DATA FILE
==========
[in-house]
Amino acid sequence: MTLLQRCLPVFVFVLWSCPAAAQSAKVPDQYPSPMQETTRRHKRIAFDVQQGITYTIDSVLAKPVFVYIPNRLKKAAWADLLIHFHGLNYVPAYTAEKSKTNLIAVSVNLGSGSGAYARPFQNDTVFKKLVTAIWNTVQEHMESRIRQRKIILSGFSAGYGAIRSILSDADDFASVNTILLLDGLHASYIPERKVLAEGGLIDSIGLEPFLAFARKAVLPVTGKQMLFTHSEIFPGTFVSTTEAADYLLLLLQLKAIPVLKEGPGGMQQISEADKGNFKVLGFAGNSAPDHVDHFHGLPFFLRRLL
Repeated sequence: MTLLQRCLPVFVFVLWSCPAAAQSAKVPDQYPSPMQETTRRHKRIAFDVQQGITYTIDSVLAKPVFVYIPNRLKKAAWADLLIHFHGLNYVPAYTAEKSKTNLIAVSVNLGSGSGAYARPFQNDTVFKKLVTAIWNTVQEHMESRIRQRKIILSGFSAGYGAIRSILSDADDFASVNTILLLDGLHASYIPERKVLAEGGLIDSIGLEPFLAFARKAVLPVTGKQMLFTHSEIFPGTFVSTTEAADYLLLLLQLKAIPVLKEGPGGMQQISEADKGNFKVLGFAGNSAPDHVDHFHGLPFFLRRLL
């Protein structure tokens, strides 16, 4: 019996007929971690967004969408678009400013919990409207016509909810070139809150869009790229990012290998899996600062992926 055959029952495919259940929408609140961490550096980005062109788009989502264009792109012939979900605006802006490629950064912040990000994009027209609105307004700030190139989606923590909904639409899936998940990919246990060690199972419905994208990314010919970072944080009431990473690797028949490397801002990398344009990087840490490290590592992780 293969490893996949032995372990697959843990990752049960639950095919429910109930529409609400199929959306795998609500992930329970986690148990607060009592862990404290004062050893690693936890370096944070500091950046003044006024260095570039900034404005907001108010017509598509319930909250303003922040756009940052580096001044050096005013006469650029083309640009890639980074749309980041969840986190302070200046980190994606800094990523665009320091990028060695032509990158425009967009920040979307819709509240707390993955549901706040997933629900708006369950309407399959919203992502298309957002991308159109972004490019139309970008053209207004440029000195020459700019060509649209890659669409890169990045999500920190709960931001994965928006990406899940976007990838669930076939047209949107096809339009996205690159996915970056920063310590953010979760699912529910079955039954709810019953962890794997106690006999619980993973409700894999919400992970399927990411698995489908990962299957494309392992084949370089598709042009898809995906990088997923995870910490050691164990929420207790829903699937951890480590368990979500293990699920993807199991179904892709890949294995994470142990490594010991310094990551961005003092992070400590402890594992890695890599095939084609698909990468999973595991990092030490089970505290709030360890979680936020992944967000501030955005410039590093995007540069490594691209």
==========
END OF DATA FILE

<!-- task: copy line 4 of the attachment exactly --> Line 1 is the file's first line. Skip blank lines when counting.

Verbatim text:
């Protein structure tokens, strides 16, 4: 019996007929971690967004969408678009400013919990409207016509909810070139809150869009790229990012290998899996600062992926 055959029952495919259940929408609140961490550096980005062109788009989502264009792109012939979900605006802006490629950064912040990000994009027209609105307004700030190139989606923590909904639409899936998940990919246990060690199972419905994208990314010919970072944080009431990473690797028949490397801002990398344009990087840490490290590592992780 293969490893996949032995372990697959843990990752049960639950095919429910109930529409609400199929959306795998609500992930329970986690148990607060009592862990404290004062050893690693936890370096944070500091950046003044006024260095570039900034404005907001108010017509598509319930909250303003922040756009940052580096001044050096005013006469650029083309640009890639980074749309980041969840986190302070200046980190994606800094990523665009320091990028060695032509990158425009967009920040979307819709509240707390993955549901706040997933629900708006369950309407399959919203992502298309957002991308159109972004490019139309970008053209207004440029000195020459700019060509649209890659669409890169990045999500920190709960931001994965928006990406899940976007990838669930076939047209949107096809339009996205690159996915970056920063310590953010979760699912529910079955039954709810019953962890794997106690006999619980993973409700894999919400992970399927990411698995489908990962299957494309392992084949370089598709042009898809995906990088997923995870910490050691164990929420207790829903699937951890480590368990979500293990699920993807199991179904892709890949294995994470142990490594010991310094990551961005003092992070400590402890594992890695890599095939084609698909990468999973595991990092030490089970505290709030360890979680936020992944967000501030955005410039590093995007540069490594691209």